Socialist Worker

Call out against a bullying boss

Issue No. 1798

CALL CENTRE boss Chey Garland was runner-up in the businesswoman of the year award. She claims to promote a 'strong focus on the development of staff' at her call centre in Hartlepool, and has a 'passion for people'. But her staff tell a different story.

The Hartlepool Mail revealed that 'one employee claimed it was the worst place he had ever worked. Employees' every movement, including toilet breaks, are monitored by a Big Brother style surveillance system.' One woman was given a written warning-for clocking off 45 seconds early.

Another worker wrote, 'No one can imagine what it's like until you have worked there. Garland's call centre is supposed to be one of the top five call centres in Europe. But we are rewarded by our employer by being paid one of the lowest wages of call centres in the country and refused holidays. We are not informed about shifts enough time in advance, and are given the daftest break times.'


Liberals stir up

'YOU DON'T have to answer the question, 'What's in it for me if I vote for you?' or worse, 'What will you do?'... Those questions should only be answered by ruling groups.' So Liberal Democrat canvassers have been told.

The party that claims it is the one you can trust says, 'Don't be afraid to exaggerate. Be wicked, act shamelessly, stir endlessly.'

This advice is in an official document called 'Effective Opposition'. It has been circulated to Lib Dem candidates, councillors and activists. 'If the council is doing something badly, public expressions are always of outrage'-unless they are Liberal councils, of course.


THE European Union is no cuddly alternative to the World Trade Organisation. For years the WTO claimed basic services like water would not be subject to forced liberalisation. Under new EU guidelines water will be treated just like any other commodity, after proposals were drawn up by the European Service Network. The network is packed with executives from 50 financial companies, like Goldman Sachs, Sun Alliance and HSBC bank, and is chaired by the chair of Barclays Bank.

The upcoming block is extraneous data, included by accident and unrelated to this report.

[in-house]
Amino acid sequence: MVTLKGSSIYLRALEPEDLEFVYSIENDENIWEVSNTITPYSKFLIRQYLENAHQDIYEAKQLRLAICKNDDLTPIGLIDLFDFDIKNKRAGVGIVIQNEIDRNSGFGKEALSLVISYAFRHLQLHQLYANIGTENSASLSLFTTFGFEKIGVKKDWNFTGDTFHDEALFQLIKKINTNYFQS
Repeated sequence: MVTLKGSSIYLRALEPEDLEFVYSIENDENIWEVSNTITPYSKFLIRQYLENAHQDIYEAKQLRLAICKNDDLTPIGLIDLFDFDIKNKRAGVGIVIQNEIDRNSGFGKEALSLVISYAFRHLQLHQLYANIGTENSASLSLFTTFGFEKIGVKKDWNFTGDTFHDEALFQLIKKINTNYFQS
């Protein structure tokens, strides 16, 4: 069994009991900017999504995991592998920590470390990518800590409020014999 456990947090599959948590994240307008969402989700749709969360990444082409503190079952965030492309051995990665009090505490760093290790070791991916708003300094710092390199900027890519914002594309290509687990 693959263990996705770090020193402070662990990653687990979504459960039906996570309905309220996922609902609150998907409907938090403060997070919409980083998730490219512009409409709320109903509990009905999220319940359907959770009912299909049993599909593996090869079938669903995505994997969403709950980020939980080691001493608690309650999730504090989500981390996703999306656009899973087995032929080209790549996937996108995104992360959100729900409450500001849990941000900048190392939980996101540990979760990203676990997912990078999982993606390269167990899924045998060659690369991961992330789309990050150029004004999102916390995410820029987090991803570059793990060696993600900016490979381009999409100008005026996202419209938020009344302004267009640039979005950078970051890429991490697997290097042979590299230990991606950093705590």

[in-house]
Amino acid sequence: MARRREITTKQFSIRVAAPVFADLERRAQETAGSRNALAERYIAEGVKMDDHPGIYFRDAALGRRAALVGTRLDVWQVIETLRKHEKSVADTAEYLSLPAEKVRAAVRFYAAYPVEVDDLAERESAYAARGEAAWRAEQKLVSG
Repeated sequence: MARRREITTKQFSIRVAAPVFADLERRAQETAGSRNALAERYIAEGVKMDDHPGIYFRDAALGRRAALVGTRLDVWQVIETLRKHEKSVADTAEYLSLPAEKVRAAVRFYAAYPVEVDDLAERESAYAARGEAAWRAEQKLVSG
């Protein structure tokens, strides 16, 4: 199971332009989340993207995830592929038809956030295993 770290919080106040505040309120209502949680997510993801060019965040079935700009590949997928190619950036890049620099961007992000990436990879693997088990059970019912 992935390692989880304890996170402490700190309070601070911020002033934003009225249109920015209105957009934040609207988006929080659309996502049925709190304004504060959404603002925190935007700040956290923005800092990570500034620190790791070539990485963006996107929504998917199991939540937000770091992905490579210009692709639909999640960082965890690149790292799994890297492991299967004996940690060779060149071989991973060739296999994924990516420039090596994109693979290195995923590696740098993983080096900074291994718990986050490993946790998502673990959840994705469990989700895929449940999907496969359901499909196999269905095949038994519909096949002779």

WE ARE always being told to remember the victims of crime. Well, it seems that the police would do well to take this advice. A 77 year old had her bag snatched in Keighley, Yorkshire.

Having lost all her money, she went into the local police station to ask for 20p for her bus fare home. The police refused to help her.
Thanks to P Wilson in Shipley for this story.


Maximum profits for micro input

THE government's internet headquarters are coming in for some flak. Under a secret deal with Microsoft, the computer giant takes ownership of technology developed by the government. Microsoft is also free to profit from selling the technology on to other countries.

The government admitted, 'We have granted them a licence to exploit our intellectual property rights and we get 25 percent of what they sell.' So the taxpayer funds development of technology and Microsoft, one of the richest companies in the world, gets to make huge profits from it.